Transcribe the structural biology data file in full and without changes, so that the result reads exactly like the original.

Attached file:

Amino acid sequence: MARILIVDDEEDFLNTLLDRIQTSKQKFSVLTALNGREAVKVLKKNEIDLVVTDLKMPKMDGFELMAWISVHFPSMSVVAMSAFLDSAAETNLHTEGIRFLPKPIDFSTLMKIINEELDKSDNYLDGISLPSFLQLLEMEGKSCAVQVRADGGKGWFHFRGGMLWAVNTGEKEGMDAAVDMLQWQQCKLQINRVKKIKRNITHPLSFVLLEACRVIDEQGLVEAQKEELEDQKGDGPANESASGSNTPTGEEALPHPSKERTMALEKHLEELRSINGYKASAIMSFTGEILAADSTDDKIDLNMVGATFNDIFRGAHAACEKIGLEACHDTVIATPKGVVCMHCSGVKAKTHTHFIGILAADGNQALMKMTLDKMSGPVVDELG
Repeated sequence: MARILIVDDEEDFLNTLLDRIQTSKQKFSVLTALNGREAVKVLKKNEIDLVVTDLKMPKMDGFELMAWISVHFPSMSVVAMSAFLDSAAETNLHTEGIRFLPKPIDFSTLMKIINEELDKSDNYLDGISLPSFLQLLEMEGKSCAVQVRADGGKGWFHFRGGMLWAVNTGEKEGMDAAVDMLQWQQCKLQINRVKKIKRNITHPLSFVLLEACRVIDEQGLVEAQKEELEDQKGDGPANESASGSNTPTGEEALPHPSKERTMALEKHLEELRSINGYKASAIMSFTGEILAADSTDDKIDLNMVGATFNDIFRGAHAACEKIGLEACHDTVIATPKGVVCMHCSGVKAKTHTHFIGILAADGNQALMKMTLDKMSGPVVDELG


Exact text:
Amino acid sequence: MARILIVDDEEDFLNTLLDRIQTSKQKFSVLTALNGREAVKVLKKNEIDLVVTDLKMPKMDGFELMAWISVHFPSMSVVAMSAFLDSAAETNLHTEGIRFLPKPIDFSTLMKIINEELDKSDNYLDGISLPSFLQLLEMEGKSCAVQVRADGGKGWFHFRGGMLWAVNTGEKEGMDAAVDMLQWQQCKLQINRVKKIKRNITHPLSFVLLEACRVIDEQGLVEAQKEELEDQKGDGPANESASGSNTPTGEEALPHPSKERTMALEKHLEELRSINGYKASAIMSFTGEILAADSTDDKIDLNMVGATFNDIFRGAHAACEKIGLEACHDTVIATPKGVVCMHCSGVKAKTHTHFIGILAADGNQALMKMTLDKMSGPVVDELG
Repeated sequence: MARILIVDDEEDFLNTLLDRIQTSKQKFSVLTALNGREAVKVLKKNEIDLVVTDLKMPKMDGFELMAWISVHFPSMSVVAMSAFLDSAAETNLHTEGIRFLPKPIDFSTLMKIINEELDKSDNYLDGISLPSFLQLLEMEGKSCAVQVRADGGKGWFHFRGGMLWAVNTGEKEGMDAAVDMLQWQQCKLQINRVKKIKRNITHPLSFVLLEACRVIDEQGLVEAQKEELEDQKGDGPANESASGSNTPTGEEALPHPSKERTMALEKHLEELRSINGYKASAIMSFTGEILAADSTDDKIDLNMVGATFNDIFRGAHAACEKIGLEACHDTVIATPKGVVCMHCSGVKAKTHTHFIGILAADGNQALMKMTLDKMSGPVVDELG